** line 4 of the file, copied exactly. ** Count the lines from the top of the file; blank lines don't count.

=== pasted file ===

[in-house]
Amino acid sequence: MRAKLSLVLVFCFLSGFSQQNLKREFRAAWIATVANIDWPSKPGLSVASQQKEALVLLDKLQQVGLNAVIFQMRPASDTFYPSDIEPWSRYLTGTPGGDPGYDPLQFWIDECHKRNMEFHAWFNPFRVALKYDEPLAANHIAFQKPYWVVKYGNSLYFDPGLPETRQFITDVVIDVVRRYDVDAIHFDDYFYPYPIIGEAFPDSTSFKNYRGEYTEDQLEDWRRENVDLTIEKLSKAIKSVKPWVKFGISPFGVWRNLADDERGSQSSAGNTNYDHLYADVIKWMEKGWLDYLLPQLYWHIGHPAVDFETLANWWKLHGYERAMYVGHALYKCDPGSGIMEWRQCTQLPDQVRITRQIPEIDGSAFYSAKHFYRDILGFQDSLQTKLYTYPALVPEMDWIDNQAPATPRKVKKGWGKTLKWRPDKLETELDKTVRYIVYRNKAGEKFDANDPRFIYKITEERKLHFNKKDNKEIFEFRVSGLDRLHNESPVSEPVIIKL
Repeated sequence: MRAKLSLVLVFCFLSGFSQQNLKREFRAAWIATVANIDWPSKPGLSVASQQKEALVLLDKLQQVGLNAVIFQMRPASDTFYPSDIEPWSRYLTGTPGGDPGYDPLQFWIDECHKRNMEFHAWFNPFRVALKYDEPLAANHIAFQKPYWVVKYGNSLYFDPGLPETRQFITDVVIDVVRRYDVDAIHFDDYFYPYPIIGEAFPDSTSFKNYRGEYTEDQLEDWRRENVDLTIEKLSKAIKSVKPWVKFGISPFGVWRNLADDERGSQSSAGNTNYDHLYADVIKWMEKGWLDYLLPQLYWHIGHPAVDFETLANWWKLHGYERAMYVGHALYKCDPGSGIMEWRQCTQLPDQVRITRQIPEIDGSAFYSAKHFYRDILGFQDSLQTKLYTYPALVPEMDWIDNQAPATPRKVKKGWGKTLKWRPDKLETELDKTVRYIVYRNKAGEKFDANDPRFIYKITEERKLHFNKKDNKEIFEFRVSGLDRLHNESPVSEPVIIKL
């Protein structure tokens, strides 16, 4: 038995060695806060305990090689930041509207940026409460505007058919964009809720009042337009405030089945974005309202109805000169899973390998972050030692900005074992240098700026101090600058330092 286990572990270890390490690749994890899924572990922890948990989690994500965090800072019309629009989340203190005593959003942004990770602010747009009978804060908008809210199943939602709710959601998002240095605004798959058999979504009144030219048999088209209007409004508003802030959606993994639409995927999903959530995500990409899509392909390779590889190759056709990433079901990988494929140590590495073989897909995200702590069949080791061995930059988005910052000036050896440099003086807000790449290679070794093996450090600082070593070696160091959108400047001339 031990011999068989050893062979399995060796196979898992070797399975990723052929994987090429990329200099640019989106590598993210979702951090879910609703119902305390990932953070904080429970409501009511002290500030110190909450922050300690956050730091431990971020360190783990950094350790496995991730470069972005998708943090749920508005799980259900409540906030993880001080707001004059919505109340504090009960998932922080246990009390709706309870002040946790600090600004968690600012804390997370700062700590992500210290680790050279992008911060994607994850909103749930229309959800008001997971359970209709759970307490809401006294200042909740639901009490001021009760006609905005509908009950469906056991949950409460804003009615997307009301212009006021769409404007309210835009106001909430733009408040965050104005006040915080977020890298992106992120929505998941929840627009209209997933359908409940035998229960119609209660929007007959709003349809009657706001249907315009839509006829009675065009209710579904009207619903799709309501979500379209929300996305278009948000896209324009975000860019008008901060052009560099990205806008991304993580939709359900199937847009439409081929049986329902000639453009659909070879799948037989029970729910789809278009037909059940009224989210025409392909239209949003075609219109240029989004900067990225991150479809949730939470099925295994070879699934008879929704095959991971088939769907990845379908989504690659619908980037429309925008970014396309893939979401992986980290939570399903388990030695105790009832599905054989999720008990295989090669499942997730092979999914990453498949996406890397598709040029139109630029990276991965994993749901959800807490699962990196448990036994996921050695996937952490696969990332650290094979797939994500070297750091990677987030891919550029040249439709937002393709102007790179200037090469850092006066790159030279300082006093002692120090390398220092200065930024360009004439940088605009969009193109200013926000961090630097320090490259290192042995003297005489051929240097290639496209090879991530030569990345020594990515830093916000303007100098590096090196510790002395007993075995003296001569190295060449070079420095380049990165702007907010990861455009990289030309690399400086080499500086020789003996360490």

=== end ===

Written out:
């Protein structure tokens, strides 16, 4: 038995060695806060305990090689930041509207940026409460505007058919964009809720009042337009405030089945974005309202109805000169899973390998972050030692900005074992240098700026101090600058330092 286990572990270890390490690749994890899924572990922890948990989690994500965090800072019309629009989340203190005593959003942004990770602010747009009978804060908008809210199943939602709710959601998002240095605004798959058999979504009144030219048999088209209007409004508003802030959606993994639409995927999903959530995500990409899509392909390779590889190759056709990433079901990988494929140590590495073989897909995200702590069949080791061995930059988005910052000036050896440099003086807000790449290679070794093996450090600082070593070696160091959108400047001339 031990011999068989050893062979399995060796196979898992070797399975990723052929994987090429990329200099640019989106590598993210979702951090879910609703119902305390990932953070904080429970409501009511002290500030110190909450922050300690956050730091431990971020360190783990950094350790496995991730470069972005998708943090749920508005799980259900409540906030993880001080707001004059919505109340504090009960998932922080246990009390709706309870002040946790600090600004968690600012804390997370700062700590992500210290680790050279992008911060994607994850909103749930229309959800008001997971359970209709759970307490809401006294200042909740639901009490001021009760006609905005509908009950469906056991949950409460804003009615997307009301212009006021769409404007309210835009106001909430733009408040965050104005006040915080977020890298992106992120929505998941929840627009209209997933359908409940035998229960119609209660929007007959709003349809009657706001249907315009839509006829009675065009209710579904009207619903799709309501979500379209929300996305278009948000896209324009975000860019008008901060052009560099990205806008991304993580939709359900199937847009439409081929049986329902000639453009659909070879799948037989029970729910789809278009037909059940009224989210025409392909239209949003075609219109240029989004900067990225991150479809949730939470099925295994070879699934008879929704095959991971088939769907990845379908989504690659619908980037429309925008970014396309893939979401992986980290939570399903388990030695105790009832599905054989999720008990295989090669499942997730092979999914990453498949996406890397598709040029139109630029990276991965994993749901959800807490699962990196448990036994996921050695996937952490696969990332650290094979797939994500070297750091990677987030891919550029040249439709937002393709102007790179200037090469850092006066790159030279300082006093002692120090390398220092200065930024360009004439940088605009969009193109200013926000961090630097320090490259290192042995003297005489051929240097290639496209090879991530030569990345020594990515830093916000303007100098590096090196510790002395007993075995003296001569190295060449070079420095380049990165702007907010990861455009990289030309690399400086080499500086020789003996360490």